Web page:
“This event is exciting for UW Oshkosh ArtsCore because we see it as the kick-off for one of our three main initiatives: ArtsCore on Campus. We are inviting the entire campus community to see what art and science integration can look like from the perspective of a visual artist and university educator. Judith’s work is a wonderful example of a holistic approach to phenomenon which is what ArtsCore is all about,” said Wendy Strauch-Nelson, ArtsCore coordinator at UW Oshkosh.

ArtsCore on campus seeks to increase collaboration among and between departments at UW Oshkosh that are involved in teacher education. Through course work, internship opportunities, workshops, guest speakers and various other initiatives, ArtsCore on Campus will increase arts integration support for pre-service teachers and the campus community at large.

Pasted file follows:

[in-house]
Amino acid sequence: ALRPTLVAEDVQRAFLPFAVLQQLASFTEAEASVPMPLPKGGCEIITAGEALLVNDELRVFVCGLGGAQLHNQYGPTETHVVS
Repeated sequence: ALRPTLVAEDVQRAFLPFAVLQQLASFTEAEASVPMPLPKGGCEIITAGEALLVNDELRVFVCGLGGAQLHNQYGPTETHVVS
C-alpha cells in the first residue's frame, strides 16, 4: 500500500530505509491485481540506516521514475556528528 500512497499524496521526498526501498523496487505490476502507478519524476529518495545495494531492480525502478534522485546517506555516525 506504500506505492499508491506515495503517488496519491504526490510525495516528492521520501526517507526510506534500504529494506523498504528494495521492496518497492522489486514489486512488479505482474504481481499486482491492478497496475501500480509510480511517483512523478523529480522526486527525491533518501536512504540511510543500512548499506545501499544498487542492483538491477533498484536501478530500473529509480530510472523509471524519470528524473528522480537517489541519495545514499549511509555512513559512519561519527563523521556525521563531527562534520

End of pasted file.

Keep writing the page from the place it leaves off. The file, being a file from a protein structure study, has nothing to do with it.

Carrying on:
The event is free and open to the public.

Learn more:

The Northwestern, Oct. 5

University of Wisconsin Oshkosh art professor Andrew Redington does much more than an average educator.

As a professional artist who specializes in three-dimensional work, Redington is the former director for the Allen Priebe Gallery, located in the Arts and Communications Center on the UW Oshkosh campus. He has been teaching at UW Oshkosh since 1995, where his duties include instructing a variety of two-dimensional, three-dimensional and art appreciation classes.